With 11 months of the year under our belt, developed equity markets are looking better than they were than just over a month ago. The S&P 500 has rallied 14.1 percent since mid-October, and the MSCI World ex-U.S. Index has jumped 17.6 percent in dollar terms over the same period, while the UK’s FTSE All-Share Index and Canada’s S&P/TSX have bounced 11.5 percent and 12.3 percent, respectively.
As a result, the S&P 500 is down “only” 14.4 percent year to date compared to being down 25 percent at its worst point. This is not a phantom move, in our assessment, as the four key factors behind the rally are notable.
Markets have rallied nicely off of the mid-October lows
Path of select developed market equity indexes (year-to-date % change)
Line chart showing the path so far in 2022 of four major developed equity market indexes: The UK FTSE All-Share, Canada's S&P/TSX, the S&P 500, and the MSCI World ex-U.S. Each of them began to move lower early in the year, and then drifted further down in the spring and the first part of the summer. They all bounced in July and part of August, only to retreat again to new lows in September and into mid-October. But since mid-October, they have all bounced nicely. The FTSE All-Share and Canada's TSX are now down only 1.6% and 3.6%, respectively, year to date. The S&P 500 and MSCI World Index are now down 14.4% and 16.1% year to date, after having been down about 25% and 29%, respectively, as of mid-October.
Source - RBC Wealth Management, Bloomberg; data through 11/30/22. FTSE All-Share and S&P/TSX in local currencies; S&P 500 and MSCI World ex-US in U.S. dollars
The softening in U.S. inflation: The rally gained steam with better-than-expected October consumer inflation data. The headline Consumer Price Index (CPI) pulled back to 7.7 percent year over year, which was below the consensus forecast, and lower than the peak 9.1 percent reading last June.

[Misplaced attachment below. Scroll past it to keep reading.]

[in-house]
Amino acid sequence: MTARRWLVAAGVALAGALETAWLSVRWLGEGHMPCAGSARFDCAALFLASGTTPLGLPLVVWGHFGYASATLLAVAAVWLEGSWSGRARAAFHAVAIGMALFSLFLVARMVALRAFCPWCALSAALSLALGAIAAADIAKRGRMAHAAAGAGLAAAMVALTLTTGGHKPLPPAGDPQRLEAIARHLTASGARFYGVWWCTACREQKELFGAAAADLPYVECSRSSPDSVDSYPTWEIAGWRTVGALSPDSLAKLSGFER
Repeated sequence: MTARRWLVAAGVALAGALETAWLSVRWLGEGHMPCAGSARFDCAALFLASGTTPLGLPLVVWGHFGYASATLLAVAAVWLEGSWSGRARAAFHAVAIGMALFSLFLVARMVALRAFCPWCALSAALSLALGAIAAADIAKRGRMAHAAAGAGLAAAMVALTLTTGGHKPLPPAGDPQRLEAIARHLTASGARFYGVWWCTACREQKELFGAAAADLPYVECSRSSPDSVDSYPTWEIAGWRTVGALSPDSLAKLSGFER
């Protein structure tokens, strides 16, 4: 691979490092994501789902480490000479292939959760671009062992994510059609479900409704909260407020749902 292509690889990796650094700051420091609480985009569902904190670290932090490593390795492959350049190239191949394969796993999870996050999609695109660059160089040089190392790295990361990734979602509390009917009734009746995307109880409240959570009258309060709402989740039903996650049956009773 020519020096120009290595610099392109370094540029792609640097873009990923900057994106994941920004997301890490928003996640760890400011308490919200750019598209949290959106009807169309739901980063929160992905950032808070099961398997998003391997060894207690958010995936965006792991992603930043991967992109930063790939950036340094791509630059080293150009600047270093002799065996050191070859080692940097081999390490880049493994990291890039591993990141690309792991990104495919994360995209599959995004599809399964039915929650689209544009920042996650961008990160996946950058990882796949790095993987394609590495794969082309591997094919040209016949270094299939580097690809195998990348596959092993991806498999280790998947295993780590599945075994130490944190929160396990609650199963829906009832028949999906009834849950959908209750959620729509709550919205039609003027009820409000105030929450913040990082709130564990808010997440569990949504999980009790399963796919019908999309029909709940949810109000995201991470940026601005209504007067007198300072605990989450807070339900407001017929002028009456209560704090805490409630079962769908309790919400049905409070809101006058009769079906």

There has been a meaningful shift in the month-over-month CPI trend. After spiking in 2021 and earlier this year, the headline and core rates have come down closer to their longer-term ranges since 2010, clearly illustrating that inflation is no longer accelerating at a swift pace like it was months ago.
U.S. consumer inflation has come off the boil
Consumer Price Indexes (% change month-over-month)
Line chart showing that since 2010 the Consumer Price Index (CPI) and the Core CPI (excludes food and energy) have been somewhat subdued in terms of the percentage change from month to month. The CPI generally recorded increases of 0.2% to 0.5%, the CPI Core usually rose between 0.1% and 0.2%. However, in mid-2021, the pattern changed notably as both indexes began to significantly rise. In 2022, the CPI rose further, peaking out with a month-over-month gain of 1.3% in June. Since then, both of the indexes have moved lower, closer to their long-term trend ranges. In October 2022, the CPI rose 0.4% and the Core CPI rose 0.3% month-over-month.
Source - RBC Wealth Management, Bloomberg; data through 10/31/22, the most recent CPI report
We think it’s reasonable to expect inflation to come down further in 2023, perhaps notably.
- Commodity prices have receded, and have historically been positively correlated with inflation.
- Supply chains have improved.
- Households have become price-sensitive and are more often “trading down” to off-brand items as indicated by the earnings results of major retailers.
- The math points to decelerating inflation. The so-called “base effect” should play a role here as inflation comparisons from year-ago periods are much tougher in coming months. It would take strong month-over-month readings to push the year-over-year inflation rates higher. Barring unexpected supply chain disruptions or significant changes on the geopolitical front, we don’t see this happening.